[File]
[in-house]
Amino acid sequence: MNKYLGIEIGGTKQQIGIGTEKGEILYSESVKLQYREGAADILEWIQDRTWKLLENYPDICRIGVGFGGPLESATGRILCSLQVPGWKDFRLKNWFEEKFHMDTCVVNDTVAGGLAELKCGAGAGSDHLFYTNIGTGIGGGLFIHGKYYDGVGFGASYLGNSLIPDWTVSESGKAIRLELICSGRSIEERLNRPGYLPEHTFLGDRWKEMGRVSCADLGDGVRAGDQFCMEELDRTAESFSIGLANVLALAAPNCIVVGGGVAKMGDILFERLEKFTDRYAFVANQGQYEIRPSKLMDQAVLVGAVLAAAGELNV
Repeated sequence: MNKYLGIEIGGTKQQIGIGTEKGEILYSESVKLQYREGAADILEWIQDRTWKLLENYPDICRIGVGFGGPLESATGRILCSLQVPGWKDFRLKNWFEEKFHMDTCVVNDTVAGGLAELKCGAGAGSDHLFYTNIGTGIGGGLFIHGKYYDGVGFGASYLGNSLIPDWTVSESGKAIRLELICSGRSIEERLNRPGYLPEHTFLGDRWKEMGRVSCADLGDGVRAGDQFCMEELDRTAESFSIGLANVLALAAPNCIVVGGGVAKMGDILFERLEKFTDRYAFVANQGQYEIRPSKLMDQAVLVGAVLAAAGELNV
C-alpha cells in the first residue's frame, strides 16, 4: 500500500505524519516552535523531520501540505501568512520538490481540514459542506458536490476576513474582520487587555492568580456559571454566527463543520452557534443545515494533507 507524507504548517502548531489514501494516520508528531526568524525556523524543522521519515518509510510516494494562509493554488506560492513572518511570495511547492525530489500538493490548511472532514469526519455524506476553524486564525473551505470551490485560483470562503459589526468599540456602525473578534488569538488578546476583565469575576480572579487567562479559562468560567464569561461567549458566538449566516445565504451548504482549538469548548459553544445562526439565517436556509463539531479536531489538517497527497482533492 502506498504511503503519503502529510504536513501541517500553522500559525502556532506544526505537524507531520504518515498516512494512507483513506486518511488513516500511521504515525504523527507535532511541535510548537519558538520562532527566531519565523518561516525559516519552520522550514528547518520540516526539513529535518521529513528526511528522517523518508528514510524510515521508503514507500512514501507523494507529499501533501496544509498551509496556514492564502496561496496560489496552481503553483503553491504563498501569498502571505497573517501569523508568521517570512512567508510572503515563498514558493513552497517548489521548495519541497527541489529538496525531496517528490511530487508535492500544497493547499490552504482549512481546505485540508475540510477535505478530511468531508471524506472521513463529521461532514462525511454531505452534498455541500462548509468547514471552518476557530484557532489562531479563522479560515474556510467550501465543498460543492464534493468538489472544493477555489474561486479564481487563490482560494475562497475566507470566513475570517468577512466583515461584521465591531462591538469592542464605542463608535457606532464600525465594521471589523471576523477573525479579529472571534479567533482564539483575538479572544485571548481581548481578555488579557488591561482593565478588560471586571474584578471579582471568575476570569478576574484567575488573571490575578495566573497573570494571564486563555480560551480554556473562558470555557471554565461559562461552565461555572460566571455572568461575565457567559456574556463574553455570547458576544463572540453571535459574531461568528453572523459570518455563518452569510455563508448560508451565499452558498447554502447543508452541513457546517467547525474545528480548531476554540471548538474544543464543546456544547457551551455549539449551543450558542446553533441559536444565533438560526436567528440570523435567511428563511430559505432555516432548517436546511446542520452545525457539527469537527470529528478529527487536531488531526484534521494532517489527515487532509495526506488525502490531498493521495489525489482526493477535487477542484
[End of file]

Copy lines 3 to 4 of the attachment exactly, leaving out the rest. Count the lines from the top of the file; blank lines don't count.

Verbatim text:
Repeated sequence: MNKYLGIEIGGTKQQIGIGTEKGEILYSESVKLQYREGAADILEWIQDRTWKLLENYPDICRIGVGFGGPLESATGRILCSLQVPGWKDFRLKNWFEEKFHMDTCVVNDTVAGGLAELKCGAGAGSDHLFYTNIGTGIGGGLFIHGKYYDGVGFGASYLGNSLIPDWTVSESGKAIRLELICSGRSIEERLNRPGYLPEHTFLGDRWKEMGRVSCADLGDGVRAGDQFCMEELDRTAESFSIGLANVLALAAPNCIVVGGGVAKMGDILFERLEKFTDRYAFVANQGQYEIRPSKLMDQAVLVGAVLAAAGELNV
C-alpha cells in the first residue's frame, strides 16, 4: 500500500505524519516552535523531520501540505501568512520538490481540514459542506458536490476576513474582520487587555492568580456559571454566527463543520452557534443545515494533507 507524507504548517502548531489514501494516520508528531526568524525556523524543522521519515518509510510516494494562509493554488506560492513572518511570495511547492525530489500538493490548511472532514469526519455524506476553524486564525473551505470551490485560483470562503459589526468599540456602525473578534488569538488578546476583565469575576480572579487567562479559562468560567464569561461567549458566538449566516445565504451548504482549538469548548459553544445562526439565517436556509463539531479536531489538517497527497482533492 502506498504511503503519503502529510504536513501541517500553522500559525502556532506544526505537524507531520504518515498516512494512507483513506486518511488513516500511521504515525504523527507535532511541535510548537519558538520562532527566531519565523518561516525559516519552520522550514528547518520540516526539513529535518521529513528526511528522517523518508528514510524510515521508503514507500512514501507523494507529499501533501496544509498551509496556514492564502496561496496560489496552481503553483503553491504563498501569498502571505497573517501569523508568521517570512512567508510572503515563498514558493513552497517548489521548495519541497527541489529538496525531496517528490511530487508535492500544497493547499490552504482549512481546505485540508475540510477535505478530511468531508471524506472521513463529521461532514462525511454531505452534498455541500462548509468547514471552518476557530484557532489562531479563522479560515474556510467550501465543498460543492464534493468538489472544493477555489474561486479564481487563490482560494475562497475566507470566513475570517468577512466583515461584521465591531462591538469592542464605542463608535457606532464600525465594521471589523471576523477573525479579529472571534479567533482564539483575538479572544485571548481581548481578555488579557488591561482593565478588560471586571474584578471579582471568575476570569478576574484567575488573571490575578495566573497573570494571564486563555480560551480554556473562558470555557471554565461559562461552565461555572460566571455572568461575565457567559456574556463574553455570547458576544463572540453571535459574531461568528453572523459570518455563518452569510455563508448560508451565499452558498447554502447543508452541513457546517467547525474545528480548531476554540471548538474544543464543546456544547457551551455549539449551543450558542446553533441559536444565533438560526436567528440570523435567511428563511430559505432555516432548517436546511446542520452545525457539527469537527470529528478529527487536531488531526484534521494532517489527515487532509495526506488525502490531498493521495489525489482526493477535487477542484